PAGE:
lessons i’ve learned after turning 30

There’s so much hype about turning 30 (don’t get me wrong, I was also worried/anxious/excited when my birthday came around) but nobody really ever talks about what this year is really about, or more so what it isn’t about.

30 is a milestone, let me rephrase, it is a milestone set by society. What’s the difference between 29 and 30? Who determined that 30 is “the big one”? There’s so much pressure to do everything on the “life bucket list” by certain ages and quite frankly, I’m tired of getting measured against these “milestone” moments and ages.

Yes, I’m 30 but I don’t own a car (I can barely drive) or a house, I don’t have a 9-5 job, and truly, the only thing dependent on me, is me, and sometimes, even that is overwhelming. After coming out of a whirlwind month in January with being sick, taking a Spanish level exam, starting a new job, and moving apartments, I decided to reflect on the past 6 months…and even beyond that. So here are some things I’ve learned as I try to navigate “adulthood”.

Being happy (like genuinely happy) for other people is underrated.

I think with age, it’s natural to be more focused on your own day-to-day. Jobs get busier, family life gets more hectic and time-consuming, hobbies get harder to pursue, and friends become harder to keep in touch with. With this hustle and bustle, we forget that saying hi and catching up with a friend doesn’t need to be a 3-hour coffee chat or 1-hour Zoom call. It can be as simple as a “hey I’ve been busy but I’m thinking of you” message or a simple congratulatory message on a new job or engagement. I say this because just this simple act can make you feel more happy and less stressed, but only if this comes from a genuine place. My best friend just called me to tell me she is pregnant and instantly my mood lifted. I could hear in her voice how happy she was and this was absolutely contagious, I really don’t know how to describe it. I was overwhelmed with joy for her and her husband and my day immediately turned around. My other friend just got his dream job that he’s talked about for years and I was so thrilled to see how his career has brought him to where he is now.

In such a competitive world, and with the mindset of “milestone ages” it’s easy to get caught up in being jealous but you can’t view other people’s achievements with that mindset. That’s their goals, their life. It sounds strange and embarrassing to admit but I think that maybe a few years ago I would have been jealous of my friends, only because I was so unsure of the place I was in at the time. Now, I realize that what they do doesn’t affect my potential or my current status, nor will it ever be exactly what I want for myself. Being happy for others and bringing yourself happiness in the process is one of the easiest things to do once you stop comparing yourself to others.

Remind yourself you are exactly where you need to be.

Tying a little into the above, I need to remind myself occasionally that I am where I need to be. Unfortunately, the “what if” game is one of my favorites to play and it causes a lot of unnecessary stress. Last month, I was busy, stressed, sick, and had a lot of unknowns; in some ways, I was almost paralyzed by everything going on. Instead of making moves and taking care of the changes, I laid awake at night, unable to sleep and making numerous to-do lists. Thanks to my Spanish tutor, I began to say to myself “no puedo controlar todo” meaning “I can’t control everything” and it actually helped. I realized that every other time in my life that I have been that stressed has led me to where I was in that current moment. It had worked out. And would I be worried about the same things 6 months from now? Maybe. 1 year from now? Probably not. There will always be something to stress about but we need to remember that it’s going to be okay. Control what you can control, but let the rest be. Today you are exactly where you need to be, 6 months from now you will be where you need to be, and even 10 years from now, you will be where you need to be.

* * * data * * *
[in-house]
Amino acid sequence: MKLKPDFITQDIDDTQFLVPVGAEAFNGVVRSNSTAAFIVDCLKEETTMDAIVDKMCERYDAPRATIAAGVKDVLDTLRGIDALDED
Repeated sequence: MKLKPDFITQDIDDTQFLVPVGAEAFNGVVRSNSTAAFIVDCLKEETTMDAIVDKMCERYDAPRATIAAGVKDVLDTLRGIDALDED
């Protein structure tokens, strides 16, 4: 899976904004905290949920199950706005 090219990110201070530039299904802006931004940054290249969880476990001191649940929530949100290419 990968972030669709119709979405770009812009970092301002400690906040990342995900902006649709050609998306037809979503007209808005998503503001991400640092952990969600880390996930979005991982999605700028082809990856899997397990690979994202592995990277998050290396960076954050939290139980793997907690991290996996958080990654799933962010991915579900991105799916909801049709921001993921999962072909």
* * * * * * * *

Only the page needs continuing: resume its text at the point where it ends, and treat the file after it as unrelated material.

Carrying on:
Figure out your priorities.

I’m not sure if moving to another country or my age has made me ask myself “what do I want?” more often. It is a seemingly easy question when you’re choosing from a food menu or clothing store but when it comes to some of the necessities (for me, a job, place to live, family) it becomes way more complicated. I recently made the decision to take a more stable job with some flex hours and some set hours. This was a big departure from the decision I had made in 2019 to quit the “stable work life” and try to find more work-life balance. It took me a few years to realize that part of me does value some sense of stability in terms of hours and work, and a team-oriented work environment, neither of which I got through freelancing. I made it a point to then steer myself toward opportunities that would provide me with my priorities within my work. It wasn’t easy but I did it by asking myself “is this the life I want?” or “is this what I want for myself?” and having the yes/no answer choice makes it very clear.

Identifying your priorities is only half the battle though. The second half is working to either achieve them or maintain them. For example, my priorities when moving to Spain were to become fluent in Spanish and to travel. Sometimes I lose sight of these goals (honestly I could go a day without speaking or hearing any Spanish if I chose to) and need to remind myself that this is why I’m here. Again going back to the 30 “milestone” these should be YOUR priorities and what’s important to you. If it were up to society, I’d probably not be transitioning jobs, having awkward conversations in Spanish with strangers, getting a new apartment by myself, or adventuring to new cities on the weekend..but these are the things that make me happy, and dare I say, thriving, at 30.

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